Increased paired stimuli enhance corticospinal-motoneuronal plasticity in humans with spinal cord injury

Francis M. Grover, Bing Chen, Monica A. Perez*

*Corresponding author for this work

Research output: Contribution to journalArticlepeer-review

1 Scopus citations


Paired corticospinal-motoneuronal stimulation (PCMS) has been used to enhance corticospinal excitability and functional outcomes in humans with spinal cord injury (SCI). Here, we examined the effect of increasing the number of paired pulses on PCMS-induced plasticity. During PCMS, corticospinal volleys evoked by transcranial magnetic stimulation (TMS) over the hand motor cortex were timed to arrive at corticospinal-motoneuronal synapses of the first dorsal interosseous (FDI) muscle 1–2 ms before the arrival of antidromic potentials elicited in motoneurons by electrical stimulation of the ulnar nerve. We tested motor-evoked potentials (MEPs) elicited by TMS over the hand motor cortex and electrical stimulation at the cervicomedullary junction (CMEPs) in the FDI muscle before and after 180 paired pulses (PCMS-180) followed up by another 180 paired pulses (PCMS-360) in humans with and without chronic incomplete cervical SCI. The nine-hole-peg-test (9HPT) was measured before and after PCMS paired pulses in individuals with SCI. We found that the size of MEPs and CMEPs increased after PCMS-180 in both groups compared with baseline and further increased after PCMS-360 in participants with SCI, suggesting a spinal origin for these effects. Notably, in people with SCI, the time to complete the 9HPT decreased after PCMS-180 and further decreased after PCMS-360 compared with baseline but not when the 9HPT was repeated overtime. Our findings demonstrate that increasing the number of PCMS paired pulses potentiates corticospinal excitability and voluntary motor output after SCI, likely through spinal plasticity. This proof-of-principle study suggests that increasing the PCMS dose represents a strategy to boost voluntary motor output after SCI.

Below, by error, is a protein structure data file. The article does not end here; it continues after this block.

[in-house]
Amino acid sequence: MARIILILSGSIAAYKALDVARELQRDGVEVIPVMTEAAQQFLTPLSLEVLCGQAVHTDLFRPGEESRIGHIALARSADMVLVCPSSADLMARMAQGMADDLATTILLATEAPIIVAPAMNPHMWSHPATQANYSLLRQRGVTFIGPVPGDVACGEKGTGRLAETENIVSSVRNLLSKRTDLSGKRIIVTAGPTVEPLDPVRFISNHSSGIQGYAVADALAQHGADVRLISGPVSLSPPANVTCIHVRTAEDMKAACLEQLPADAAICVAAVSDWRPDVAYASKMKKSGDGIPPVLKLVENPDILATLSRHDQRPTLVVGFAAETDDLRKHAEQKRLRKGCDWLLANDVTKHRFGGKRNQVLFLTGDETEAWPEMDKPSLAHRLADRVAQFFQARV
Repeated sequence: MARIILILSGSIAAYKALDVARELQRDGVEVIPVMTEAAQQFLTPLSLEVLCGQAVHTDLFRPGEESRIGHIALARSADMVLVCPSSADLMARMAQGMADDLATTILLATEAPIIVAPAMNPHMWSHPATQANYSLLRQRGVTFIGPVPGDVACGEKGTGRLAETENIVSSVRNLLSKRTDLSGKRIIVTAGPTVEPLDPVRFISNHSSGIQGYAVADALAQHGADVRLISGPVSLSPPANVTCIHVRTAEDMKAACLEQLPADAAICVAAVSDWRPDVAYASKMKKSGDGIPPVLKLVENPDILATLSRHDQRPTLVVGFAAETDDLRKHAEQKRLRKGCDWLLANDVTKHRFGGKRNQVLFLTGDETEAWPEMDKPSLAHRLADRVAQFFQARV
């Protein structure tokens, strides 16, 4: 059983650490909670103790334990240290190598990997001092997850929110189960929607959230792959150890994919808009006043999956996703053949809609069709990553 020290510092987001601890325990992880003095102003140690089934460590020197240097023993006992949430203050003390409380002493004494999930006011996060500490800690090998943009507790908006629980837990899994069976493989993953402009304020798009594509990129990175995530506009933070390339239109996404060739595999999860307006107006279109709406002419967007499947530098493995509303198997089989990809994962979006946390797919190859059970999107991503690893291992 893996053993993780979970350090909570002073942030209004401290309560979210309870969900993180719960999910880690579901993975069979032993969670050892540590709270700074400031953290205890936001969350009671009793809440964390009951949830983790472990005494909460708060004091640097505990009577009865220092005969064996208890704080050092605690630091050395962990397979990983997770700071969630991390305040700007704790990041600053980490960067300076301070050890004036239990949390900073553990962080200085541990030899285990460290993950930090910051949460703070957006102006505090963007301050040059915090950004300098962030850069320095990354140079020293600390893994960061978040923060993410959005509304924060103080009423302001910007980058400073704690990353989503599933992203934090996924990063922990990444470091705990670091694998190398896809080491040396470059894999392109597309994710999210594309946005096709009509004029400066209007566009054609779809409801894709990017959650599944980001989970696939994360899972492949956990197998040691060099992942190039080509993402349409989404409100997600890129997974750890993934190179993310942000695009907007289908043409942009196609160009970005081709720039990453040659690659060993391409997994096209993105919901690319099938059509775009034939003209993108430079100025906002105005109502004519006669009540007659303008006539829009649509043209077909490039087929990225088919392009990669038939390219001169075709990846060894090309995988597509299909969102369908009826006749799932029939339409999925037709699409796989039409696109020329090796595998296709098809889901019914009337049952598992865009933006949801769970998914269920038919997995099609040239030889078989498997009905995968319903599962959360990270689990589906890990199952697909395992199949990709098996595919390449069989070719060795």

Original languageEnglish (US)
Pages (from-to)1414-1422
Number of pages9
JournalJournal of neurophysiology
Issue number6
StatePublished - Jun 2023


  • corticospinal pathway
  • neurophysiology
  • neuroplasticity
  • rehabilitation
  • spike-timing-dependent plasticity

ASJC Scopus subject areas

  • Physiology
  • Neuroscience(all)


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